60V.mp4 (360.24 MB)

Minimally Invasive ASD Repair With Limited Resources

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posted on 2018-04-12, 17:41 authored by Carson Hoffmann, Tom C. Nguyen


In the past, atrial septal defects (ASD) have been repaired via open heart surgery through a median sternotomy. Recent advances have allowed ASD closure via catheter inserted devices and also via minimally invasive surgical techniques utilizing endoscopy and robot-assisted surgery. Described below is a minimally invasive approach to ASD closure that is performed without specialized equipment while utilizing basic equipment that is readily available to most surgeons.


This video describes the steps of a minimally invasive, resource limited ASD closure, and the relevant technical pearls and pitfalls are emphasized. Cannulation of the femoral artery and vein was performed for cardiopulmonary bypass. Upper extremity venous drainage was achieved with a peripheral bicaval venous cannula. A 4 cm anterior chest incision was required for ASD visualization. The pericardium was opened 2 cm above the phrenic nerve, and pericardial stay sutures provided retraction of the diaphragm. The superior and inferior vena cava were snared with vessel loops to provide a hemostatic seal. A vertical atriotomy was performed and extended toward the atrial appendage. Atrial retraction sutures allowed for excellent exposure without additional retractors. A bovine pericardial patch was used to close the ASD, using a running 5-0 Prolene™ suture. The atrium is closed in two layers with a 4-0 Prolene™ suture. Cryoablation of the intercostal nerves two interspaces above and two interspaces below the incision and liposomal bupivacaine injections were performed for postoperative analgesia.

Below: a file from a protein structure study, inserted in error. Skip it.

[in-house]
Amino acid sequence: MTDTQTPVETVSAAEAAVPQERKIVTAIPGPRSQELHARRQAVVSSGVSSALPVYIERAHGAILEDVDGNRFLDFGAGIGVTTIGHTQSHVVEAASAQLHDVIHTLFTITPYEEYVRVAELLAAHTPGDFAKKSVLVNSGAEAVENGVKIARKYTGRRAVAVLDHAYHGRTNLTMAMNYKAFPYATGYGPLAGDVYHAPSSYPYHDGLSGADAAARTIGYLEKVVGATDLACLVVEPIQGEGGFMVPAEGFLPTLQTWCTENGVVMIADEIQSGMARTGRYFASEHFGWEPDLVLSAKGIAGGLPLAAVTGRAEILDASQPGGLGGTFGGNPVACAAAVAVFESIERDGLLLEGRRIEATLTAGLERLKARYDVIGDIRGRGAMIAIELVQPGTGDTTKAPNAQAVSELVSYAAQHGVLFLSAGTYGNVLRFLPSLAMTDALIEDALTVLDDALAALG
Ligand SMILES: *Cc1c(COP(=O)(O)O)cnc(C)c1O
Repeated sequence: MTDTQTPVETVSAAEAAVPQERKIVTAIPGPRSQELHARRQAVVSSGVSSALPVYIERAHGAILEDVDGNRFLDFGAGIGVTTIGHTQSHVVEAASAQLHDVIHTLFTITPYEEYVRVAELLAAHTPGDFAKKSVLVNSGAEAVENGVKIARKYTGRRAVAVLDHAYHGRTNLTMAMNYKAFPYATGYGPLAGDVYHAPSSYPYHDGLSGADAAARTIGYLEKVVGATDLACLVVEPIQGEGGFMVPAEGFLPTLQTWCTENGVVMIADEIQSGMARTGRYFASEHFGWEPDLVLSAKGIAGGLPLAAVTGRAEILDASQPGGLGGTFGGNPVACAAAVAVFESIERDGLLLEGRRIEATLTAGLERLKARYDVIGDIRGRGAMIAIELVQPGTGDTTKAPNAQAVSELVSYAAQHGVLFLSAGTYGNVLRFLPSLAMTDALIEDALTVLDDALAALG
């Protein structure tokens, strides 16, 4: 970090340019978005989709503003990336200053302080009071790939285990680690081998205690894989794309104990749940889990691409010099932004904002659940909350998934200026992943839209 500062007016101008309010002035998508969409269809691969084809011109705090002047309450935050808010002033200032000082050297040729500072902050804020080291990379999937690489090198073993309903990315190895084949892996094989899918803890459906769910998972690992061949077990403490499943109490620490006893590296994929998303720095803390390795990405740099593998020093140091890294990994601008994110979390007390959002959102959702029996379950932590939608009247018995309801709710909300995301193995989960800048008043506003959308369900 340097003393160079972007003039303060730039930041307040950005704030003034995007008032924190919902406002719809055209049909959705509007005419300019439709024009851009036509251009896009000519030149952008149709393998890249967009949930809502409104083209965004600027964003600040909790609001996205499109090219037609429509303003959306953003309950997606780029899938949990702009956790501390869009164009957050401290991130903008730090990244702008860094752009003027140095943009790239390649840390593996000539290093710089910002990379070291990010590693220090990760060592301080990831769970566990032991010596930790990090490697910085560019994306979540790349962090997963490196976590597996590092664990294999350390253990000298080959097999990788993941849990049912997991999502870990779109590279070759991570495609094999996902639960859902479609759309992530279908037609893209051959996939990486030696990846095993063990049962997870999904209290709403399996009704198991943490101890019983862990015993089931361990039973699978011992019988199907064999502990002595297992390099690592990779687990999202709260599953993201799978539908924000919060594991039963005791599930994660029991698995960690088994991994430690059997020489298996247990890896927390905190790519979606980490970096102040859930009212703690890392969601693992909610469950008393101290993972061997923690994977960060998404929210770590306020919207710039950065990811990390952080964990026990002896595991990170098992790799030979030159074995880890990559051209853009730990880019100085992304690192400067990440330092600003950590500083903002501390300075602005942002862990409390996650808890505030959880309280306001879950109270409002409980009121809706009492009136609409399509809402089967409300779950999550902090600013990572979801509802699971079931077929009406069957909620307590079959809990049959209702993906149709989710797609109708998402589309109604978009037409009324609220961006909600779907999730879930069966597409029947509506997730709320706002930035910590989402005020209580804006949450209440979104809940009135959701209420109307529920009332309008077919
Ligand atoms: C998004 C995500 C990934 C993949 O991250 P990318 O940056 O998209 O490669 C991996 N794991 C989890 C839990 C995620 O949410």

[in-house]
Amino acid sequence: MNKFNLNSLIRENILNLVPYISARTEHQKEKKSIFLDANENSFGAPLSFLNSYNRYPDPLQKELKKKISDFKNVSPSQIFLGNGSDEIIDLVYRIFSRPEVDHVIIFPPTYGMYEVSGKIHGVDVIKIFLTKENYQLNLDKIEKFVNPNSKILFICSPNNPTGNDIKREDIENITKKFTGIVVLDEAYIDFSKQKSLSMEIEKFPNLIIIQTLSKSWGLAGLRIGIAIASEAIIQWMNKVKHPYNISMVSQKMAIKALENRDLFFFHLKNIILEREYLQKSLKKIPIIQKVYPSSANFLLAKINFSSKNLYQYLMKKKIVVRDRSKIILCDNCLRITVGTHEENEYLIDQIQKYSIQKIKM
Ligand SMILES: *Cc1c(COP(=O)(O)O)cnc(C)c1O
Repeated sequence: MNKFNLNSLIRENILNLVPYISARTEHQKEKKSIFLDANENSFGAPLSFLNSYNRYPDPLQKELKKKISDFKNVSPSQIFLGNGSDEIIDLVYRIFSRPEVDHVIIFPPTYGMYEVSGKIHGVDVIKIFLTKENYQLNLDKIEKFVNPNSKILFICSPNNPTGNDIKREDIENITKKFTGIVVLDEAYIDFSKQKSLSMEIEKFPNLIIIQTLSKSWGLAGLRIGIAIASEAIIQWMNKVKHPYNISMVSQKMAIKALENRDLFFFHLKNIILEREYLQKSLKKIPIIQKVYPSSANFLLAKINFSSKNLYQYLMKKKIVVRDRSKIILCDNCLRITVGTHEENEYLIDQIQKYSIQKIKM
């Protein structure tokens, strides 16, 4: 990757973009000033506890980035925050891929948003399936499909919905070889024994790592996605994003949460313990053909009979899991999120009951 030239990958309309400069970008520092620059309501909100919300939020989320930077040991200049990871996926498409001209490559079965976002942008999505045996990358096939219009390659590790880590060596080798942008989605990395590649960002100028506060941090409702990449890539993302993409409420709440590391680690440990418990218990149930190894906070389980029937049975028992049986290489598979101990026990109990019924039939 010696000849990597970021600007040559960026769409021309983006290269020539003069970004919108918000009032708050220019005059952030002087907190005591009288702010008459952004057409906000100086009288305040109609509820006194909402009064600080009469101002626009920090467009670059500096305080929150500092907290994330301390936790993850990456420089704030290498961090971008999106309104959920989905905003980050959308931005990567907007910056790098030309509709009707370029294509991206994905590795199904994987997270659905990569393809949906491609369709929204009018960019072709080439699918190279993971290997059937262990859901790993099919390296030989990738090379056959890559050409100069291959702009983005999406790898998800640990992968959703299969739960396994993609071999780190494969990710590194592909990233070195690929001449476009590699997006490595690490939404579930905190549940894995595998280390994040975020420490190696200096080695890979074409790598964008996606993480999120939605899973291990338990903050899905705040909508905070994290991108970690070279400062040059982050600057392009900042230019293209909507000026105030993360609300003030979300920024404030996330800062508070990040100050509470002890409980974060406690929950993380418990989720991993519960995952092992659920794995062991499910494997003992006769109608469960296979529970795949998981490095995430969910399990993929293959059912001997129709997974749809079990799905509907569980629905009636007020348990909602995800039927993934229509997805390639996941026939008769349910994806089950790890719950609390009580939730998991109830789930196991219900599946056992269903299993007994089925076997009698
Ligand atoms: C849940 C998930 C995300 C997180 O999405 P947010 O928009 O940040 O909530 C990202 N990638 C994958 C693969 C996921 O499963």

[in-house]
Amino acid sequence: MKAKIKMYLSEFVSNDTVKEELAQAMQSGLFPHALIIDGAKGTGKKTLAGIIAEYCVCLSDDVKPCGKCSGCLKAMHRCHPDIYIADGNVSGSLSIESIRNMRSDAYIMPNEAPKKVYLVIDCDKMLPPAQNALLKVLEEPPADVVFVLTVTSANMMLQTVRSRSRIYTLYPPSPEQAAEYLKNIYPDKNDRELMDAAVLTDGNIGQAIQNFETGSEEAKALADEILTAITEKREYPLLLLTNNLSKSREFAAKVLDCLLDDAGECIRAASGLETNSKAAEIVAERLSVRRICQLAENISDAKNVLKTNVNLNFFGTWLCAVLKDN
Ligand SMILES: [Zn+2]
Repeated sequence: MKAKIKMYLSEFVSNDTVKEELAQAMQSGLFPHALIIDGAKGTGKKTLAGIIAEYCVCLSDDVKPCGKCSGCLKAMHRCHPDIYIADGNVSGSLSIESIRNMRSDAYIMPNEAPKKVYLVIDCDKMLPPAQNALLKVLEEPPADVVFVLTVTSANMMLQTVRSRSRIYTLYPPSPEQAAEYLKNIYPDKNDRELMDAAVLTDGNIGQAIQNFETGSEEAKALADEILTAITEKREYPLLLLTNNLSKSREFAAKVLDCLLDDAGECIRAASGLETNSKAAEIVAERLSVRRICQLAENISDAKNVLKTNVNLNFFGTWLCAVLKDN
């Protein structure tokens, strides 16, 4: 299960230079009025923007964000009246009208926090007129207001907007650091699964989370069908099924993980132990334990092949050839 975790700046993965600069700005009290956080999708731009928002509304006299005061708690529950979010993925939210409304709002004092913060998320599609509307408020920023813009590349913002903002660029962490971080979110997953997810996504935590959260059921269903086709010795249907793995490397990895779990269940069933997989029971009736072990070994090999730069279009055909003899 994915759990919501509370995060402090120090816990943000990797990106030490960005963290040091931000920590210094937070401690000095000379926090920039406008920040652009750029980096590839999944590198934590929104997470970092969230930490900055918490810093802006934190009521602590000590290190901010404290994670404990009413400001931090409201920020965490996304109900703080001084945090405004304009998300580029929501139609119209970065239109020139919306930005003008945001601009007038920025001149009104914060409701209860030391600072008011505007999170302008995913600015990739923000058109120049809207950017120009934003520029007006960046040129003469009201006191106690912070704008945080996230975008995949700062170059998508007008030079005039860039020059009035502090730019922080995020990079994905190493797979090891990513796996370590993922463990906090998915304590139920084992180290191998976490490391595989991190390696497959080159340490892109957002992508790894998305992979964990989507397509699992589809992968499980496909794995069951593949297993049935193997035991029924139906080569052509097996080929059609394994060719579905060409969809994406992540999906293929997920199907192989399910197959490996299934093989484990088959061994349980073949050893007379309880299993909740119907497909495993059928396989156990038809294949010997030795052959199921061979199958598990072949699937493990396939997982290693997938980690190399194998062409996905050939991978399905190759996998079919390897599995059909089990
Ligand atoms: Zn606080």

The final result was a tension-free ASD closure with no interatrial communication seen on the postoperative echocardiogram.


ASD closure can be accomplished through a variety of means. As outlined here, this procedure is possible with a minimally invasive approach, without the need for specialized equipment, and with limited resources.

This educational content was originally presented during the STSA 64th Annual Meeting. This content is published with the permission of the STSA. For more information on the STSA and its next Annual Meeting, please click here.


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